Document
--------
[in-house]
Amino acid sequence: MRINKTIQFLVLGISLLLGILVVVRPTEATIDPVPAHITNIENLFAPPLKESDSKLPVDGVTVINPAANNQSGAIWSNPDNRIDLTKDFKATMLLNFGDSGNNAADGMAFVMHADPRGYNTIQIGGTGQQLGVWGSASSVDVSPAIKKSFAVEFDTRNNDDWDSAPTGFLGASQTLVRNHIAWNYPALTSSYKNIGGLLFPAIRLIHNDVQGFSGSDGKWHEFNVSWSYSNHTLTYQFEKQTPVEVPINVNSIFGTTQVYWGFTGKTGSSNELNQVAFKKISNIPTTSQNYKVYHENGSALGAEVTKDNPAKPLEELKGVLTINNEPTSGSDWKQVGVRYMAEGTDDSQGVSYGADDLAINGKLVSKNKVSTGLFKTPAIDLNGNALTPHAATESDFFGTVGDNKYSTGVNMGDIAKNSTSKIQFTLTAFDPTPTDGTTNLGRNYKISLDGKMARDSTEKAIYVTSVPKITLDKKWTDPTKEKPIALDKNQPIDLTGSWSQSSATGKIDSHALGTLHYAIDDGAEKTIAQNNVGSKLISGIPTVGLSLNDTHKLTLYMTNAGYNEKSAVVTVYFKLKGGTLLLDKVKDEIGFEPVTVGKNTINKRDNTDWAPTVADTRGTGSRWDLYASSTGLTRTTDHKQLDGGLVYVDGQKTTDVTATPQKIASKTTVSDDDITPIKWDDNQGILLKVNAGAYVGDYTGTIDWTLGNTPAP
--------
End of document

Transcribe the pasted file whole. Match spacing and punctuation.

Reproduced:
[in-house]
Amino acid sequence: MRINKTIQFLVLGISLLLGILVVVRPTEATIDPVPAHITNIENLFAPPLKESDSKLPVDGVTVINPAANNQSGAIWSNPDNRIDLTKDFKATMLLNFGDSGNNAADGMAFVMHADPRGYNTIQIGGTGQQLGVWGSASSVDVSPAIKKSFAVEFDTRNNDDWDSAPTGFLGASQTLVRNHIAWNYPALTSSYKNIGGLLFPAIRLIHNDVQGFSGSDGKWHEFNVSWSYSNHTLTYQFEKQTPVEVPINVNSIFGTTQVYWGFTGKTGSSNELNQVAFKKISNIPTTSQNYKVYHENGSALGAEVTKDNPAKPLEELKGVLTINNEPTSGSDWKQVGVRYMAEGTDDSQGVSYGADDLAINGKLVSKNKVSTGLFKTPAIDLNGNALTPHAATESDFFGTVGDNKYSTGVNMGDIAKNSTSKIQFTLTAFDPTPTDGTTNLGRNYKISLDGKMARDSTEKAIYVTSVPKITLDKKWTDPTKEKPIALDKNQPIDLTGSWSQSSATGKIDSHALGTLHYAIDDGAEKTIAQNNVGSKLISGIPTVGLSLNDTHKLTLYMTNAGYNEKSAVVTVYFKLKGGTLLLDKVKDEIGFEPVTVGKNTINKRDNTDWAPTVADTRGTGSRWDLYASSTGLTRTTDHKQLDGGLVYVDGQKTTDVTATPQKIASKTTVSDDDITPIKWDDNQGILLKVNAGAYVGDYTGTIDWTLGNTPAP